Creating E-learning Materials


How confident are you when it comes to creating online teaching materials? As more education moves online, teachers are being asked to create digital materials, which requires a new skill set. Today's blog looks at some tools you can use. 

There is value in working with what you know, as it saves time, and there is a smaller learning curve. It's also worth exploring the programmes your institution has for e-learning. While this blog can't go through how to do things in detail, there is almost always a Youtube video where someone will show you how.

This blog is in no way intended to be comprehensive, but rather is a selection of tried and trusted tools. 


Powerpoint has been with us for so long, most people can create a slide show. It is actually quite a powerful tool. You can create a lesson that will run by: 

  1. Start with your existing slides
  2. Add timings (look on the Transitions tab. Tip: you can add a transition to each point on your slide, so they come in one at a time)
  3. Record a voice over (use the voice recorder on your phone, or download a free one from the play store)
  4. Add the audio track to the slides (on the insert tab) You may need to adjust the timings, and split the audio track over multiple slides. This bit can be tricky. Make sure the Audio file is saved in the same folder as the slideshow. 
  5. If you have video clips, you can embed them in the slide show. 
  6. End off with a quiz or question to test their learning. You can use a Google form to collect their answers. 
  7. For images, Pixabay provides free images that can legally be used for commercial use, no attribution required in most cases (check though!)
  8. Slideshare is a great resource where people share their presentations on topics. Have a look at other presentations for inspiration. 

Commercial Tools

I don't often focus on tools that have to be paid for, but this is an exception, because I have never found a free tool that easily incorporates everything into one platform, like Adobe Captivate does. (Tip - you can get a free trial for 30 days, which may be long enough to create your lessons)

  • Captivate works on the basis of slides, as Powerpoint does. 
  • It has a simple to use 'story board' where you drop and drag the different parts of your lesson onto a timeline. (slides / audio video)
  • It has a screen capture option, so you can film what you do on your computer to demonstrate for your students how to do something. 
  • You can do a screencast, where it records both you and your screen as you demonstrate 
  • It allows you to create interactive quizzes and activtities
  • It has some brilliant animations that can add to your presentation
  • There are loads of templates to work with to help get you started. 
  • The result can be exported into multiple formats.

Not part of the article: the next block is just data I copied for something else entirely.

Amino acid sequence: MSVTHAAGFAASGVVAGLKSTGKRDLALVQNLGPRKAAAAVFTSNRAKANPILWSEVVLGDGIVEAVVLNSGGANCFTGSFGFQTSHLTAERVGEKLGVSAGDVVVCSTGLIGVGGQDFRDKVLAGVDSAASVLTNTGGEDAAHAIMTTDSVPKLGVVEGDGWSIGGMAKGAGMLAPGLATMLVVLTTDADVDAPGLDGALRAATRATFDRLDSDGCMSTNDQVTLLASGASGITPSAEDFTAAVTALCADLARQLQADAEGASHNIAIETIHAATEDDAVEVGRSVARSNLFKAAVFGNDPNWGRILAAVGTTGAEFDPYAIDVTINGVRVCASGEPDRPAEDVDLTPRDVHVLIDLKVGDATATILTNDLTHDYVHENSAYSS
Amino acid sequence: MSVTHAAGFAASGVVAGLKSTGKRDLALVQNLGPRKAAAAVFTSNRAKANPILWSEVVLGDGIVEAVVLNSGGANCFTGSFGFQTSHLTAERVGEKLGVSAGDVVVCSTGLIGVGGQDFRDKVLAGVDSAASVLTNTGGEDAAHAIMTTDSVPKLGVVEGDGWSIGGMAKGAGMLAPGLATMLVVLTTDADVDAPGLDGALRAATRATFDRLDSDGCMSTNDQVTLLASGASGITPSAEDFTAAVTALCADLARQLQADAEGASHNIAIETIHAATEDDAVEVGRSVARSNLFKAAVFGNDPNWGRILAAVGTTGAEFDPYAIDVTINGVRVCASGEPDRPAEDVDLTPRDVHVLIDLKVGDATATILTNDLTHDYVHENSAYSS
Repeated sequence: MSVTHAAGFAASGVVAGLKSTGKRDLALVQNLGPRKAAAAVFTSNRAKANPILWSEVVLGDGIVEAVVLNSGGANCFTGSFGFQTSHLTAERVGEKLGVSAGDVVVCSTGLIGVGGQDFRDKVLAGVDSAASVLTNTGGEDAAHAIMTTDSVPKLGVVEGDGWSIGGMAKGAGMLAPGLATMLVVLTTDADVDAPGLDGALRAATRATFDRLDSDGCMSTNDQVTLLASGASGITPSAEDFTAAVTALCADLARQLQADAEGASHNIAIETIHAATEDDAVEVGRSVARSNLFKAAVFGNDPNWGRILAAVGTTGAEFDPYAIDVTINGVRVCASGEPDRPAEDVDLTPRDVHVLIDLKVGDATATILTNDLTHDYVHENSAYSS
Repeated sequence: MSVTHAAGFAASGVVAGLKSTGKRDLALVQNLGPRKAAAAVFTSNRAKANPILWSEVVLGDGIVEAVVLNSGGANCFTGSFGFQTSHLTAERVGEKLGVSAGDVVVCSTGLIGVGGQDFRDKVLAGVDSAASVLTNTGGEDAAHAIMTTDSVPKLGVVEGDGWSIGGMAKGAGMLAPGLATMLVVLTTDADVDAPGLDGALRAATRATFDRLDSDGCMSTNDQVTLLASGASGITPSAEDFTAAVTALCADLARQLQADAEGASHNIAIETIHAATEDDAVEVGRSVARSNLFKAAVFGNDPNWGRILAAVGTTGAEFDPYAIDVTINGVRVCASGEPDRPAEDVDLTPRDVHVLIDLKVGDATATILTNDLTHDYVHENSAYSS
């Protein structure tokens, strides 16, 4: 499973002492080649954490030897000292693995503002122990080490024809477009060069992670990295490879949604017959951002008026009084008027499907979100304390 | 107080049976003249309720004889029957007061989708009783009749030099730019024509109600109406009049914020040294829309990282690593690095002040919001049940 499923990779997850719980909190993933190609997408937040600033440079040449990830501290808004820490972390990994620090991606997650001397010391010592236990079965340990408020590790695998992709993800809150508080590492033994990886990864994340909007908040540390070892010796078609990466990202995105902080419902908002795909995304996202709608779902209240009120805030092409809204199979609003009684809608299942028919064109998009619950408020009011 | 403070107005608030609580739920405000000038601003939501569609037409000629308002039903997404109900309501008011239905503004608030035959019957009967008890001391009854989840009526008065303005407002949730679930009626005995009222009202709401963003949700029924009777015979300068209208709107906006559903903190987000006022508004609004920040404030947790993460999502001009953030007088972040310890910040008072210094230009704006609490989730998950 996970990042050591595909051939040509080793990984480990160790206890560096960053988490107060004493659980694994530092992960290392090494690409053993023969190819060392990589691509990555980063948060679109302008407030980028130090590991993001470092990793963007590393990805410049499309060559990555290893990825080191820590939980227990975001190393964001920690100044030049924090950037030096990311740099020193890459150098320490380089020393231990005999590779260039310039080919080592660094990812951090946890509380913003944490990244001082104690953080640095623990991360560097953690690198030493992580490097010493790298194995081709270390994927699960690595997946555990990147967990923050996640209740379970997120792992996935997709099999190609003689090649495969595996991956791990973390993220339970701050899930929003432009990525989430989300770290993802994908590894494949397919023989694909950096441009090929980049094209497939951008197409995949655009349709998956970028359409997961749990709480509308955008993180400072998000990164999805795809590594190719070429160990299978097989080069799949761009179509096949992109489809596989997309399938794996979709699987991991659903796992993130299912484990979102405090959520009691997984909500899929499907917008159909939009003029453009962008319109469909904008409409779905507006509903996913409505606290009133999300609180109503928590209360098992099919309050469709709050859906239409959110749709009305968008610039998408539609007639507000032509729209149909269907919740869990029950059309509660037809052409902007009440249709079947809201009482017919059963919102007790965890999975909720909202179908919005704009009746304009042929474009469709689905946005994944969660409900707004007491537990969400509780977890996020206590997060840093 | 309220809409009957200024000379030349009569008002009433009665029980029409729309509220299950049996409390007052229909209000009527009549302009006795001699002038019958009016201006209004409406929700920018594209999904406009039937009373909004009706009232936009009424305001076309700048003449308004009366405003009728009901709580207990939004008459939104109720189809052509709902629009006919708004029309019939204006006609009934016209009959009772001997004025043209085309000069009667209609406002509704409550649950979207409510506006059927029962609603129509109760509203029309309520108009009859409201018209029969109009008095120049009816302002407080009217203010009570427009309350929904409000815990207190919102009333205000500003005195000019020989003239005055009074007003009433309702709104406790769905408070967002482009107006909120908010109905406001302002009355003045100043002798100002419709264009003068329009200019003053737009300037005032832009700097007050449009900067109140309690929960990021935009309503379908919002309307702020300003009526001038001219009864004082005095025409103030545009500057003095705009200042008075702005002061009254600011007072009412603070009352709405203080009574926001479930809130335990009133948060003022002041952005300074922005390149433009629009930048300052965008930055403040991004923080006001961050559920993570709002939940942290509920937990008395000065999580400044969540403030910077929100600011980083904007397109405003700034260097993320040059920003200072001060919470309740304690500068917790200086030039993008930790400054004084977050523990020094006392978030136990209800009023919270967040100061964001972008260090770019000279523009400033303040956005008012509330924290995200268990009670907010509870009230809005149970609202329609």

• There are lots of videos showing you how to use it. 

An alternative is Camtasia, or you could consider the subscription based options discussed in this blog.

If you can't afford one of the commercial tools, and want free tools, you'll need to consider a range of different tools, or use one of the free authoring tools listed in this blog. 

The alternative is to use a range of tools and combine them to create your e-learning materials. 

Free tools for creating E-learning materials:

Images - Pixabay or Morguefile

Screen Capture - Screencast

Youtube selection tool - if you only want to use part of a Youtube video, this tool allows you to create a link to that section. 

Video Creation 

  • Powtoon (free version) allows you to create free videos, with animated characters.
  • Vimeo (Free version) Vimeo is a video hosting platform, much like Youtube, but videos can be password protected. They also have a Video creation tool, with loads of templates.
  • Dfilm (formerly Dvolver) allows you to create videos using a range of templates
  • Voki creates 'talking head' style animated videos

Online Quizzes

  • Google forms can be used to create simple quizzes and tests. This is free for private use, but not commercial use. 
  • Typeform allows you to create simple online quizzes for free
  • Survey providers like Survey Monkey and Mailchimp can also be used for creating Quizzes. 
  • Help Teaching has a range of worksheets, and you can create your own online tests and activities ,up to KS12

And if you'd like to explore some others, look at this blog.

Why re-invent the wheel?

There is a wide range of ready to use e-learning materials available for free. Save time by using content from Youtube, Vimeo etc. Khan Academy provides free online lessons on a range of topics, as does BBC Bitesize. There are others in this blog of ours. 

There are also many companies providing pre-packaged e-learning materials for a fee. My personal favourite is LinkedIn Learning, formerly (Lynda) which covers a wide range of topics. Teachers can create task lists, and assign videos to students, and then track their work. Managers should consider these packages as an easy way to support their teams. This blog considers some of the options.

Getting started

  • Many of these services require you to sign up for a free account. Decide on a user name, email address to use, and a secure password formula. Also, don't give away your address if you can help it, and your real date of birth. 
  • Think about what you want to create, then pick a tool that offers that service.
  • Chose tools you find intuitive and easy to use. (I tend to evaluate by how much I can do before I need to search for 'help' or 'how to' support. )
  • Play and explore the different tools! We maintain a list of our favourites here.

If you'd like us to feature specific resources, or want a blog on tools that would be helpful, please use our contact form. We also offer consultancy and training services. 

© 2018 Denice Penrose
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